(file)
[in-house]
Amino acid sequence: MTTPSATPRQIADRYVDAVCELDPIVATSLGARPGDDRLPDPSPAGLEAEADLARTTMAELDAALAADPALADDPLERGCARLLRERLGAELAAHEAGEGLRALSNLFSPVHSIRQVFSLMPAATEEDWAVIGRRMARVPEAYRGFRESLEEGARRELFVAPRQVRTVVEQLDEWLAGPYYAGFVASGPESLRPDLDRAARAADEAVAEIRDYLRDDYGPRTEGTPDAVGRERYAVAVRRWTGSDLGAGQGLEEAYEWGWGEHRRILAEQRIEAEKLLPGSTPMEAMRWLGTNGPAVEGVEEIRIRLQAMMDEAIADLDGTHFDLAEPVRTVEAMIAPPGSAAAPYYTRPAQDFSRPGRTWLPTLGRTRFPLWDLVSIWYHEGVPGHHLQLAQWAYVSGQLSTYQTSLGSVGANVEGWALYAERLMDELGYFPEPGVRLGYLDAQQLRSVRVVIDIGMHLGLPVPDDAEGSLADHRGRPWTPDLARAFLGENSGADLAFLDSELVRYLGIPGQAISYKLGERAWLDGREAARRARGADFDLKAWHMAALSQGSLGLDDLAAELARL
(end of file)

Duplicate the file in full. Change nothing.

[in-house]
Amino acid sequence: MTTPSATPRQIADRYVDAVCELDPIVATSLGARPGDDRLPDPSPAGLEAEADLARTTMAELDAALAADPALADDPLERGCARLLRERLGAELAAHEAGEGLRALSNLFSPVHSIRQVFSLMPAATEEDWAVIGRRMARVPEAYRGFRESLEEGARRELFVAPRQVRTVVEQLDEWLAGPYYAGFVASGPESLRPDLDRAARAADEAVAEIRDYLRDDYGPRTEGTPDAVGRERYAVAVRRWTGSDLGAGQGLEEAYEWGWGEHRRILAEQRIEAEKLLPGSTPMEAMRWLGTNGPAVEGVEEIRIRLQAMMDEAIADLDGTHFDLAEPVRTVEAMIAPPGSAAAPYYTRPAQDFSRPGRTWLPTLGRTRFPLWDLVSIWYHEGVPGHHLQLAQWAYVSGQLSTYQTSLGSVGANVEGWALYAERLMDELGYFPEPGVRLGYLDAQQLRSVRVVIDIGMHLGLPVPDDAEGSLADHRGRPWTPDLARAFLGENSGADLAFLDSELVRYLGIPGQAISYKLGERAWLDGREAARRARGADFDLKAWHMAALSQGSLGLDDLAAELARL